Descendants of Thomas DIX of Norfolk, England - The Mustard Connection


Descendants of Thomas DIX of Norfolk, England


The Mustard Connection


When I first began my DIX family research in 1983, I remembered that my great grandmother, Mary Elizabeth Jane Dinah "Polly" HALLER nee DIX, had always told the family we were related to "Keen's Curry" (an Australian company, a subsidiary of Reckitt & Colman).

So I began by writing to Reckitt & Colman in Sydney, and was sent a book "Out of the Blue - A History of Reckitt & Colman in Australia - by Jack Edwards" 1982 - ISBN 0 95935011X.

It was Mr. Alex DIX, an ex-member of the Board of Directors of "Keen's Curry" who informed me that several generations of DIXes were involved with the Mustard Mill at Carrow in Norwich, Norfolk, England.

However, it then took 15 years to find the connection. With the release of the 1851 Norfolk Census Index and the help of a newfound cousin, Paul DURRANT, in Norwich we were able to prove that the earliest DIX at Colman's was the youngest brother of Polly's great-grandfather DIX ..........

William DIX Senior
William DIX
1801 - 1871
William DIX, son of Thomas & Mary DIX, was born at Southrepps on 29 April 1801. He was the first regular carpenter employed by J. & J. Colman. Later he was foreman of the Starch Department and later still he left this position to take charge of the first steam engine possessed by the firm, which in those days was a position of considerable importance. He served 40 years with Colman's.
William's son Charles DIX, was in charge of the various steam engines at the Works, but in November 1861 he was called upon to undertake the management of the Mustard Mill. He remained in that position until his death in 1897 after 60 years service. Charles DIX Senior
Charles DIX
1827 - 1897
William DIX Junior
William DIX
Following on from his father, Charles' son William began his career under his father in April 1876. He also rose to be Manager of the Mustard Mill. He had a genious for invention - including automatic seed dryers. He was a Bible Class leader for over 70 years. William retired from Colman's after 55 years service.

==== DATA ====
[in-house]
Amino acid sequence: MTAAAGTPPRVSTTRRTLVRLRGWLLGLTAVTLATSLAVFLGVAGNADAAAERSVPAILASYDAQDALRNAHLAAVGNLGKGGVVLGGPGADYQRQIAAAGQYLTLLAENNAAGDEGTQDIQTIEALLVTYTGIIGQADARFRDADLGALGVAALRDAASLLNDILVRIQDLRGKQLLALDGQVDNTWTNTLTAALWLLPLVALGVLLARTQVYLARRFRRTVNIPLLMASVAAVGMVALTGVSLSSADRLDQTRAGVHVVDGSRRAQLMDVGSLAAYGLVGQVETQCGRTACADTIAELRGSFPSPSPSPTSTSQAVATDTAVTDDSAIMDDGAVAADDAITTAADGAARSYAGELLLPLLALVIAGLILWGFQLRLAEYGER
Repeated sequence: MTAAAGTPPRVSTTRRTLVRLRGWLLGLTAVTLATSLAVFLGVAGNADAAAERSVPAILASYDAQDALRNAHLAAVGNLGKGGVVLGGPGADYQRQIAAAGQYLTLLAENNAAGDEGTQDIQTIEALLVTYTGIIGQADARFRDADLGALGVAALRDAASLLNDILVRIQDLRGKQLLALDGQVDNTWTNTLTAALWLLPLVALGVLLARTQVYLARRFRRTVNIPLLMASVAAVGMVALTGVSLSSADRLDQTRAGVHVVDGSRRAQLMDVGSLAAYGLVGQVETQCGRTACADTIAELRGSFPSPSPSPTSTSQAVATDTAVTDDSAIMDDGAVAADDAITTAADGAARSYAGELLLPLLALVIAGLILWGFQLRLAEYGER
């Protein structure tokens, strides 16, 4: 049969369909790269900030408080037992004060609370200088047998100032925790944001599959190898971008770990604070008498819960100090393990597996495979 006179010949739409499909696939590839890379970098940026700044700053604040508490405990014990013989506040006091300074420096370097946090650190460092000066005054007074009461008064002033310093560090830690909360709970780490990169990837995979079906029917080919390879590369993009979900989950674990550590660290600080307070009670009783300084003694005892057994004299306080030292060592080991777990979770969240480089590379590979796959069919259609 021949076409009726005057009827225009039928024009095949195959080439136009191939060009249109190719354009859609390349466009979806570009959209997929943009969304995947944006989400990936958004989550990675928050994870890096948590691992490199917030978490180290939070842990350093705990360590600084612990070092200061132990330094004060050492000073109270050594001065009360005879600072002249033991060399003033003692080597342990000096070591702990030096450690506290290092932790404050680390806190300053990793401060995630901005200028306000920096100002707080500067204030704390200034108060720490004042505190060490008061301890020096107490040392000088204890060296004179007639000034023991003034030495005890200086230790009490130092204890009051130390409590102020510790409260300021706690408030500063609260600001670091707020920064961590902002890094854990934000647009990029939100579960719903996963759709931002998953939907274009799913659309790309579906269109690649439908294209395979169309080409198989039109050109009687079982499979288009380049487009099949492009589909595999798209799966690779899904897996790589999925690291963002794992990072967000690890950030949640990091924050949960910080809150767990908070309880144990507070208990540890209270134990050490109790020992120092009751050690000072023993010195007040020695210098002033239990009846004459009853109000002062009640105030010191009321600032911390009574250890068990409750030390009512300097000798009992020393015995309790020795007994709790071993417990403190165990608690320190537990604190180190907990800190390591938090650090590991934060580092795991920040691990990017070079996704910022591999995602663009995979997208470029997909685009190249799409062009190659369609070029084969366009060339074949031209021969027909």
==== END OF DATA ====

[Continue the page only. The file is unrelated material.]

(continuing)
William's son, Charles William DIX commenced service with the firm in October 1905. Upon his father's retirement in 1932, he became Manager of the Mustard Department. He was also elected a member of the Local Board in 1943. He retired from Colman's after 45 years service. Charles William DIX
Charles William DIX
1887 - 1970

At one point, the original William DIX and his 22 kinsmen had an unbroken service of 612 years with J. & J. Colman Ltd. There were so many DIXes employed by the Colman Company that they had their own cricket team.


A brief history of Colman's of Carrow, Norwich

Jeremiah COLMAN, the founder of the Colman business, was a Miller. In 1814 he leased Stoke Mill just out of Norwich, after 10 years working as a Miller. The previous owner had milled flour & mustard - Jeremiah decided to stay with mustard. He had no children, but the line continued by his adopting his brother's eldest son James. Two other brothers of James later joined the business.

When Colmans moved into the City of Norwich (from Stoke Holy Cross) in 1854 they started on what became a very large factory complex at Carrow, with the first Colman owned Mustard Mill. Colman-owned houses for employees were on Carrow Hill, (immediately opposite the factories and offices) and other roads around the Lakenham cricket ground area of Norwich.

The family partnership became a limited company in 1896 with capital of 1,350,000. Another Jeremiah COLMAN held the post of Chairman for 42 years (later becoming the first Baronet).

In 1903 J. & J. Colman Ltd acquired the business of Keen Robinson & Company for the benefit of their mustard & spice trade. Thus they found they became one of the important manufacturers of baby food in the country. In 1912 they took over Farrows of Peterborough.


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